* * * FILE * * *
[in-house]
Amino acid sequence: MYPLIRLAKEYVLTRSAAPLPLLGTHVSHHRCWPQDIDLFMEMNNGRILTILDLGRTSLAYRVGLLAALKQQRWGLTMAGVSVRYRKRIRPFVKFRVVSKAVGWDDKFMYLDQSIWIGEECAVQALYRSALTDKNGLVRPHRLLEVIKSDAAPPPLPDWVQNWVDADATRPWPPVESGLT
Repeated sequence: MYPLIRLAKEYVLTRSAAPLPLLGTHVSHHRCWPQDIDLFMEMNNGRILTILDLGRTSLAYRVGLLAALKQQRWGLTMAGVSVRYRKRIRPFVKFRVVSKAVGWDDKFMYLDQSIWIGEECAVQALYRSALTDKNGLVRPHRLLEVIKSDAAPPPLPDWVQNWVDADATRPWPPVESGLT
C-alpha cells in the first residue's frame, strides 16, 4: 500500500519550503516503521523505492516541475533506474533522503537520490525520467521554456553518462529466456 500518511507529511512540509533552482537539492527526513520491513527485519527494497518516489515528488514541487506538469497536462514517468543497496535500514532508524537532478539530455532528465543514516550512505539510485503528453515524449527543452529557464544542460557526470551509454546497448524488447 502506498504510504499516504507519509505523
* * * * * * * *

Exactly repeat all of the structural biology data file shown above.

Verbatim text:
[in-house]
Amino acid sequence: MYPLIRLAKEYVLTRSAAPLPLLGTHVSHHRCWPQDIDLFMEMNNGRILTILDLGRTSLAYRVGLLAALKQQRWGLTMAGVSVRYRKRIRPFVKFRVVSKAVGWDDKFMYLDQSIWIGEECAVQALYRSALTDKNGLVRPHRLLEVIKSDAAPPPLPDWVQNWVDADATRPWPPVESGLT
Repeated sequence: MYPLIRLAKEYVLTRSAAPLPLLGTHVSHHRCWPQDIDLFMEMNNGRILTILDLGRTSLAYRVGLLAALKQQRWGLTMAGVSVRYRKRIRPFVKFRVVSKAVGWDDKFMYLDQSIWIGEECAVQALYRSALTDKNGLVRPHRLLEVIKSDAAPPPLPDWVQNWVDADATRPWPPVESGLT
C-alpha cells in the first residue's frame, strides 16, 4: 500500500519550503516503521523505492516541475533506474533522503537520490525520467521554456553518462529466456 500518511507529511512540509533552482537539492527526513520491513527485519527494497518516489515528488514541487506538469497536462514517468543497496535500514532508524537532478539530455532528465543514516550512505539510485503528453515524449527543452529557464544542460557526470551509454546497448524488447 502506498504510504499516504507519509505523